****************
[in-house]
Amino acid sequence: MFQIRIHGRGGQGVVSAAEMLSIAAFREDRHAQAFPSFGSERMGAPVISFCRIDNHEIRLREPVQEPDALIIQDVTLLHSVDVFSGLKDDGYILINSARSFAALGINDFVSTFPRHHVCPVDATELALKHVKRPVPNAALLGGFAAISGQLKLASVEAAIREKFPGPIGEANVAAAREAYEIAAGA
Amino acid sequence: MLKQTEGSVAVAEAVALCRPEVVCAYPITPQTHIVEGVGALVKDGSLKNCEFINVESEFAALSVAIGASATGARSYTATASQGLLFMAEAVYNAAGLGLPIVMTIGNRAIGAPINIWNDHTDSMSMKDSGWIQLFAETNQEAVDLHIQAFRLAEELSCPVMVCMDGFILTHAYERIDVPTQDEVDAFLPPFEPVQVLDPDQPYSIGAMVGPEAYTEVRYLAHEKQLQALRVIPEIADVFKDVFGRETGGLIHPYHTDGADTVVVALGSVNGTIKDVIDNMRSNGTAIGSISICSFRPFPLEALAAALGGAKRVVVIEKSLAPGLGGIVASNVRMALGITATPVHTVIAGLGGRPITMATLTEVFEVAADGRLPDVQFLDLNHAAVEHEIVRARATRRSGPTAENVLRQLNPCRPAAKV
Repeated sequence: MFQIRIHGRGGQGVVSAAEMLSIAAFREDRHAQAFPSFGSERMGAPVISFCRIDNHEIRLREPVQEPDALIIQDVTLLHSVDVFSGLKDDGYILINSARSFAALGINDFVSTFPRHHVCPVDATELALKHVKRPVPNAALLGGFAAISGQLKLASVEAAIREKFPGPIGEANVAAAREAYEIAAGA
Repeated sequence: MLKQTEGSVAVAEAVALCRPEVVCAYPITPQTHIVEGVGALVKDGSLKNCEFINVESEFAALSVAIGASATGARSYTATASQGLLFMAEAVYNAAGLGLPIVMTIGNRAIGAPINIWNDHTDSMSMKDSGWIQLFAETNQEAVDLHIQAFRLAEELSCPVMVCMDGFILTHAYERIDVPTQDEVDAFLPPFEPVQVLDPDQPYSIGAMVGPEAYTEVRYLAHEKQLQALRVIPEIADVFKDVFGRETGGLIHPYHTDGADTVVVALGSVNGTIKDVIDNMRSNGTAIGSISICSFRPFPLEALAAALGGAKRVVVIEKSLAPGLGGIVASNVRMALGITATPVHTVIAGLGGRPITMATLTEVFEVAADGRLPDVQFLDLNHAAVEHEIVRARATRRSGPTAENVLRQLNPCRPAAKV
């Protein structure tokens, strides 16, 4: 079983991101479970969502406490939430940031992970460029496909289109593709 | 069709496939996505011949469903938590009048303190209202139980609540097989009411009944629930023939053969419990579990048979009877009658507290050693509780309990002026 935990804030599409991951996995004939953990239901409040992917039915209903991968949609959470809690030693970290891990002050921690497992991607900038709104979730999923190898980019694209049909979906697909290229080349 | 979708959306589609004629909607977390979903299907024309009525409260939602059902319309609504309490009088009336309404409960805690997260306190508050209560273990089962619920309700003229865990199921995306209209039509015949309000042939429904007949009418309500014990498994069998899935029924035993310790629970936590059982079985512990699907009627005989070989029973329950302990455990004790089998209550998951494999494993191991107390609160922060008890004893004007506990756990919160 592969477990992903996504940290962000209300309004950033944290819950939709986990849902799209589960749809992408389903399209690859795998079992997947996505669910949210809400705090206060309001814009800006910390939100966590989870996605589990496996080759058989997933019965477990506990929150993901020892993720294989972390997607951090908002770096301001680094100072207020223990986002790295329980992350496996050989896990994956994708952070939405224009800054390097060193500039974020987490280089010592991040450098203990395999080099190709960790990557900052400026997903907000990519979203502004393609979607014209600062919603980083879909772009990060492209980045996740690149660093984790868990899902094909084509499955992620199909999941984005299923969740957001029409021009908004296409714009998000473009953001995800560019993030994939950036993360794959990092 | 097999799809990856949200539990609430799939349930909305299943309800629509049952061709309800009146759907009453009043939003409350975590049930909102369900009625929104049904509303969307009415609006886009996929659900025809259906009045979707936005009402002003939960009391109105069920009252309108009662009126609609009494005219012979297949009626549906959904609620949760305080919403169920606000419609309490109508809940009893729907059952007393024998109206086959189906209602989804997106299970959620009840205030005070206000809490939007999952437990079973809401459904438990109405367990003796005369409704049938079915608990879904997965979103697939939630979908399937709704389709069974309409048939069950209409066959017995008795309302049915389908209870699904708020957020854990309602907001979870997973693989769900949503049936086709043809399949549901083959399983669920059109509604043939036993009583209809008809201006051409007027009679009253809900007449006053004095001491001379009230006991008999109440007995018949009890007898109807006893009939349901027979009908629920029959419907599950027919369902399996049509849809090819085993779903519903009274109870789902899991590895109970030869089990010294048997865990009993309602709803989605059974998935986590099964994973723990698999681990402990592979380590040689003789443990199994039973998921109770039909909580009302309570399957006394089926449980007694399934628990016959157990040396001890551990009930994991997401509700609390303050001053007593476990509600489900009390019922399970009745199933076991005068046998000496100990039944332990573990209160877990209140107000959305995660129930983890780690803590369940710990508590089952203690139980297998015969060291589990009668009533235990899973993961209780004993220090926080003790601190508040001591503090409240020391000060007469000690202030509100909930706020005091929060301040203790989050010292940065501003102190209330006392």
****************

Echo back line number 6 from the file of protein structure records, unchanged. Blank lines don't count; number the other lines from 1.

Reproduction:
């Protein structure tokens, strides 16, 4: 079983991101479970969502406490939430940031992970460029496909289109593709 | 069709496939996505011949469903938590009048303190209202139980609540097989009411009944629930023939053969419990579990048979009877009658507290050693509780309990002026 935990804030599409991951996995004939953990239901409040992917039915209903991968949609959470809690030693970290891990002050921690497992991607900038709104979730999923190898980019694209049909979906697909290229080349 | 979708959306589609004629909607977390979903299907024309009525409260939602059902319309609504309490009088009336309404409960805690997260306190508050209560273990089962619920309700003229865990199921995306209209039509015949309000042939429904007949009418309500014990498994069998899935029924035993310790629970936590059982079985512990699907009627005989070989029973329950302990455990004790089998209550998951494999494993191991107390609160922060008890004893004007506990756990919160 592969477990992903996504940290962000209300309004950033944290819950939709986990849902799209589960749809992408389903399209690859795998079992997947996505669910949210809400705090206060309001814009800006910390939100966590989870996605589990496996080759058989997933019965477990506990929150993901020892993720294989972390997607951090908002770096301001680094100072207020223990986002790295329980992350496996050989896990994956994708952070939405224009800054390097060193500039974020987490280089010592991040450098203990395999080099190709960790990557900052400026997903907000990519979203502004393609979607014209600062919603980083879909772009990060492209980045996740690149660093984790868990899902094909084509499955992620199909999941984005299923969740957001029409021009908004296409714009998000473009953001995800560019993030994939950036993360794959990092 | 097999799809990856949200539990609430799939349930909305299943309800629509049952061709309800009146759907009453009043939003409350975590049930909102369900009625929104049904509303969307009415609006886009996929659900025809259906009045979707936005009402002003939960009391109105069920009252309108009662009126609609009494005219012979297949009626549906959904609620949760305080919403169920606000419609309490109508809940009893729907059952007393024998109206086959189906209602989804997106299970959620009840205030005070206000809490939007999952437990079973809401459904438990109405367990003796005369409704049938079915608990879904997965979103697939939630979908399937709704389709069974309409048939069950209409066959017995008795309302049915389908209870699904708020957020854990309602907001979870997973693989769900949503049936086709043809399949549901083959399983669920059109509604043939036993009583209809008809201006051409007027009679009253809900007449006053004095001491001379009230006991008999109440007995018949009890007898109807006893009939349901027979009908629920029959419907599950027919369902399996049509849809090819085993779903519903009274109870789902899991590895109970030869089990010294048997865990009993309602709803989605059974998935986590099964994973723990698999681990402990592979380590040689003789443990199994039973998921109770039909909580009302309570399957006394089926449980007694399934628990016959157990040396001890551990009930994991997401509700609390303050001053007593476990509600489900009390019922399970009745199933076991005068046998000496100990039944332990573990209160877990209140107000959305995660129930983890780690803590369940710990508590089952203690139980297998015969060291589990009668009533235990899973993961209780004993220090926080003790601190508040001591503090409240020391000060007469000690202030509100909930706020005091929060301040203790989050010292940065501003102190209330006392």